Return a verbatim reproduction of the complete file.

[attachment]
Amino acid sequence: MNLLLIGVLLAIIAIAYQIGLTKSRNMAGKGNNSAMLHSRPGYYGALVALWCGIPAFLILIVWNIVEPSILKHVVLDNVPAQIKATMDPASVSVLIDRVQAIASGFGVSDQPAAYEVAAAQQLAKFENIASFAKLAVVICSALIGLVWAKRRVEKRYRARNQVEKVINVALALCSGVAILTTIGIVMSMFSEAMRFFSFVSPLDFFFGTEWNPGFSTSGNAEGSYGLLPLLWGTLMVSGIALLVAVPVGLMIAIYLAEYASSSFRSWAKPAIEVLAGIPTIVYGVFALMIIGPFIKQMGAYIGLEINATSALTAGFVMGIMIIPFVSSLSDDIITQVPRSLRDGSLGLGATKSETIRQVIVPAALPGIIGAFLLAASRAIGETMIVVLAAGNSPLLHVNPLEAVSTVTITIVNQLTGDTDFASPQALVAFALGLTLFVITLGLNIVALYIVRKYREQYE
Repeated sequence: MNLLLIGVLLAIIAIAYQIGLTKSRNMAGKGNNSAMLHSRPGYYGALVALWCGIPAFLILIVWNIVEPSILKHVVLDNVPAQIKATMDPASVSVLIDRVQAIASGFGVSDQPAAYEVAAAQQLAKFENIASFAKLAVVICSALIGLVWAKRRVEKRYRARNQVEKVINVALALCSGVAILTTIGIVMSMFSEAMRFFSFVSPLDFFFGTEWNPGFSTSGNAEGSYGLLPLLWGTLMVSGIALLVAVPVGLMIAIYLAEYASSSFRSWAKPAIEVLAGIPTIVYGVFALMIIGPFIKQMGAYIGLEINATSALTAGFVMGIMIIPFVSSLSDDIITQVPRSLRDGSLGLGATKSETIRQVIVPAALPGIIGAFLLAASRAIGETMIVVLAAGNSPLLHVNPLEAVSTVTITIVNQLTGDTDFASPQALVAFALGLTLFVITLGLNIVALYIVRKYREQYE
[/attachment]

Amino acid sequence: MNLLLIGVLLAIIAIAYQIGLTKSRNMAGKGNNSAMLHSRPGYYGALVALWCGIPAFLILIVWNIVEPSILKHVVLDNVPAQIKATMDPASVSVLIDRVQAIASGFGVSDQPAAYEVAAAQQLAKFENIASFAKLAVVICSALIGLVWAKRRVEKRYRARNQVEKVINVALALCSGVAILTTIGIVMSMFSEAMRFFSFVSPLDFFFGTEWNPGFSTSGNAEGSYGLLPLLWGTLMVSGIALLVAVPVGLMIAIYLAEYASSSFRSWAKPAIEVLAGIPTIVYGVFALMIIGPFIKQMGAYIGLEINATSALTAGFVMGIMIIPFVSSLSDDIITQVPRSLRDGSLGLGATKSETIRQVIVPAALPGIIGAFLLAASRAIGETMIVVLAAGNSPLLHVNPLEAVSTVTITIVNQLTGDTDFASPQALVAFALGLTLFVITLGLNIVALYIVRKYREQYE
Repeated sequence: MNLLLIGVLLAIIAIAYQIGLTKSRNMAGKGNNSAMLHSRPGYYGALVALWCGIPAFLILIVWNIVEPSILKHVVLDNVPAQIKATMDPASVSVLIDRVQAIASGFGVSDQPAAYEVAAAQQLAKFENIASFAKLAVVICSALIGLVWAKRRVEKRYRARNQVEKVINVALALCSGVAILTTIGIVMSMFSEAMRFFSFVSPLDFFFGTEWNPGFSTSGNAEGSYGLLPLLWGTLMVSGIALLVAVPVGLMIAIYLAEYASSSFRSWAKPAIEVLAGIPTIVYGVFALMIIGPFIKQMGAYIGLEINATSALTAGFVMGIMIIPFVSSLSDDIITQVPRSLRDGSLGLGATKSETIRQVIVPAALPGIIGAFLLAASRAIGETMIVVLAAGNSPLLHVNPLEAVSTVTITIVNQLTGDTDFASPQALVAFALGLTLFVITLGLNIVALYIVRKYREQYE